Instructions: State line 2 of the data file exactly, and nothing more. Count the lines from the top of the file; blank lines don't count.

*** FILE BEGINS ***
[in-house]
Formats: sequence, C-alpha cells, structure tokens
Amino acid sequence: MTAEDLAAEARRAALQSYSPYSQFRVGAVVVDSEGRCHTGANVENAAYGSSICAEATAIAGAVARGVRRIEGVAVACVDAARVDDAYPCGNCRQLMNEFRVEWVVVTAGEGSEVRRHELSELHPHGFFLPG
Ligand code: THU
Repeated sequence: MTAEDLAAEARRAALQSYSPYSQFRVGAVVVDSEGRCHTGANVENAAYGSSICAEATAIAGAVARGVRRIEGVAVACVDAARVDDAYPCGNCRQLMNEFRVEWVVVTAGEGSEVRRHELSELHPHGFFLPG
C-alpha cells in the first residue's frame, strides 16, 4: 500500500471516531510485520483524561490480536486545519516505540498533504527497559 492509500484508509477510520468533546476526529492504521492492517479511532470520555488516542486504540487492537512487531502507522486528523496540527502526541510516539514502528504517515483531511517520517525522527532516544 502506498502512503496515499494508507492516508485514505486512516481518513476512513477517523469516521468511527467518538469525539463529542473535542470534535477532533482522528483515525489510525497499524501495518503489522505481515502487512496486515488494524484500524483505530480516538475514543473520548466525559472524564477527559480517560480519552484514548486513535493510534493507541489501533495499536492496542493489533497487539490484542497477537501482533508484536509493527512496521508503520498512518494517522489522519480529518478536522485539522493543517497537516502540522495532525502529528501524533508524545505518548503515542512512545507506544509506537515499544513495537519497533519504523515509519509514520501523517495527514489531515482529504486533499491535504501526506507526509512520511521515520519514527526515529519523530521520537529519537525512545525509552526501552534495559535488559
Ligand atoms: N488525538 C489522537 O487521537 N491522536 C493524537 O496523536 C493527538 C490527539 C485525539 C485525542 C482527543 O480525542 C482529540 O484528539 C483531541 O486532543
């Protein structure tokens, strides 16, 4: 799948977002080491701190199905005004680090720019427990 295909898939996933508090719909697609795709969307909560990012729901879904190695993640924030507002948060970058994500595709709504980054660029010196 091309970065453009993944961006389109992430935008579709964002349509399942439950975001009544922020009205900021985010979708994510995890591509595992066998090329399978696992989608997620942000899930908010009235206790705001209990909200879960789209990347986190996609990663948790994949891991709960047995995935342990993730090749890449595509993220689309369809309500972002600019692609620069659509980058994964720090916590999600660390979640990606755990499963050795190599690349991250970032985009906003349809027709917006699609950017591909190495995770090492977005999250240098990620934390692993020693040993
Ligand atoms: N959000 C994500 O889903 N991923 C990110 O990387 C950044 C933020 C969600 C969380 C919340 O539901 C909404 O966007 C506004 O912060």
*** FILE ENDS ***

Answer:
Formats: sequence, C-alpha cells, structure tokens